Looking through the scan.l

Recently I was browsing the scan.l source code for changes since PostgreSQL 9.0 version. I always do so for new minor and major releases because I use PostgreSQL grammar in my project.

Well if you’ll look closer you may find that flex is switched to 8bit mode:

%option 8bit

But then you may find such declarations:

dolq_start [A-Za-z\200-\377_]
dolq_cont [A-Za-z\200-\377_0-9]
...
ident_start [A-Za-z\200-\377_]
ident_cont [A-Za-z\200-\377_0-9\$]
...

When I first saw these lines they blew my mind. Because from the school times I was sure that 8bit has maximum value of 255. But thanks God, there is a lot of information about flex all over internet. And suddenly, it turned out that flex uses octal notation by default. This means
'\123'
the character with octal value 123

There is also a way to use hexadecimal notation:
'\x2a'
the character with hexadecimal value 2a

So the next time you’ll see such declarations don’t be confused. So conceived! 🙂

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Metamorphosis of gram.y

I often work with YACC (Bison) grammars, but still didn’t find comfortable editor for them. So I’m still using Notepad for this purpose. However, some time ago I found Perl script called linkify.pl as far as I remember, which produces HTML page based on the grammar and the list of non-terminal symbols. Edward Smirnov, colleague of mine, take this script and bring it to the completely new level.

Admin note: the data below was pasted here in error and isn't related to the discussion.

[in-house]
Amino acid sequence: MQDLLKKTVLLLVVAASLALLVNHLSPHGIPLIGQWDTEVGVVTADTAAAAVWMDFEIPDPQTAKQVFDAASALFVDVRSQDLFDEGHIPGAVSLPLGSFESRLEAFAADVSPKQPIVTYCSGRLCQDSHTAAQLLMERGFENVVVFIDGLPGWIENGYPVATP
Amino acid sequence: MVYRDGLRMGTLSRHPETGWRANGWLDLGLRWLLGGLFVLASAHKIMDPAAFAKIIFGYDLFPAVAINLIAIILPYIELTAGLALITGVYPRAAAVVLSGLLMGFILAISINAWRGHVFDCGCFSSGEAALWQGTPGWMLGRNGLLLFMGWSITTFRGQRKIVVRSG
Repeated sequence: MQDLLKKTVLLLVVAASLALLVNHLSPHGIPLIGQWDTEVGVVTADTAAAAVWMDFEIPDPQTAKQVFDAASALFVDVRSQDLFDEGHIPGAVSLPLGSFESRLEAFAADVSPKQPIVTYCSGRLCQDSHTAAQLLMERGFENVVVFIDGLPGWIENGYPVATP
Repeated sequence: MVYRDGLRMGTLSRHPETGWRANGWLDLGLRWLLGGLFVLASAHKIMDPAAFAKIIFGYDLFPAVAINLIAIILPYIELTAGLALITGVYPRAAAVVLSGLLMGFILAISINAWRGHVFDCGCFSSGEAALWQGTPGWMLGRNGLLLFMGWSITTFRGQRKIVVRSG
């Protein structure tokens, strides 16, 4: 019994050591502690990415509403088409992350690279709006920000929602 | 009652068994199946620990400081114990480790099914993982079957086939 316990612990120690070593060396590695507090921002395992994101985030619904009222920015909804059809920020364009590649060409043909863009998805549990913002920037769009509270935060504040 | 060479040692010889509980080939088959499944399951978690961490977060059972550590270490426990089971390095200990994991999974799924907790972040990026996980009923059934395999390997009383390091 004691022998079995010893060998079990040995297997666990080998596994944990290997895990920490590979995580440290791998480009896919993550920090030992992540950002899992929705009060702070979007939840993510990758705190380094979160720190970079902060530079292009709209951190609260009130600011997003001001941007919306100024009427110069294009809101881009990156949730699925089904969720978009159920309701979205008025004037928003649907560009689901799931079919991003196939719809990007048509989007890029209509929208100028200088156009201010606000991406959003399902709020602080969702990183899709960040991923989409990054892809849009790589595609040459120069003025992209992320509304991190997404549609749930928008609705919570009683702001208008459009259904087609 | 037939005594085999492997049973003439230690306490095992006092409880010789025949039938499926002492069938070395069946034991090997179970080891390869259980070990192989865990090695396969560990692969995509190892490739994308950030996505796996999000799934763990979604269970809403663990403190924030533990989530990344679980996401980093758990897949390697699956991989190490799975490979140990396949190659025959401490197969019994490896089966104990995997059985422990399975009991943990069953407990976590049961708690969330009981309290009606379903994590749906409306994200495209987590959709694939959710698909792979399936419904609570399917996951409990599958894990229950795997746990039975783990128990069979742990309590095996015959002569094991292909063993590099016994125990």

What are the benefits of using such generated HTML page?

  • You can go exactly to whatever line number just adding #_<LINE>.

For example, if path to HTML grammar file is http://foo.com/MyGrammar.html, then http://foo.com/MyGrammar.html#_119 will bring you to the line number 119.

  • You can go exactly to the place where nonterminal symbol is defined.

All nonterminal symbols on this page are the links to theirs definitions indeed. Thus you may easily go down from the start symbol to the tokens using these links. One more benefit is that you may use “Back” browser button for one level up return.

  • Last but not least. Syntax highlighting: comments are grey, nonterminal symbols are close to red, the code and terminal symbols are navy.

Here you can find PostgreSQL LALR(1) grammar gram.y processed by this script.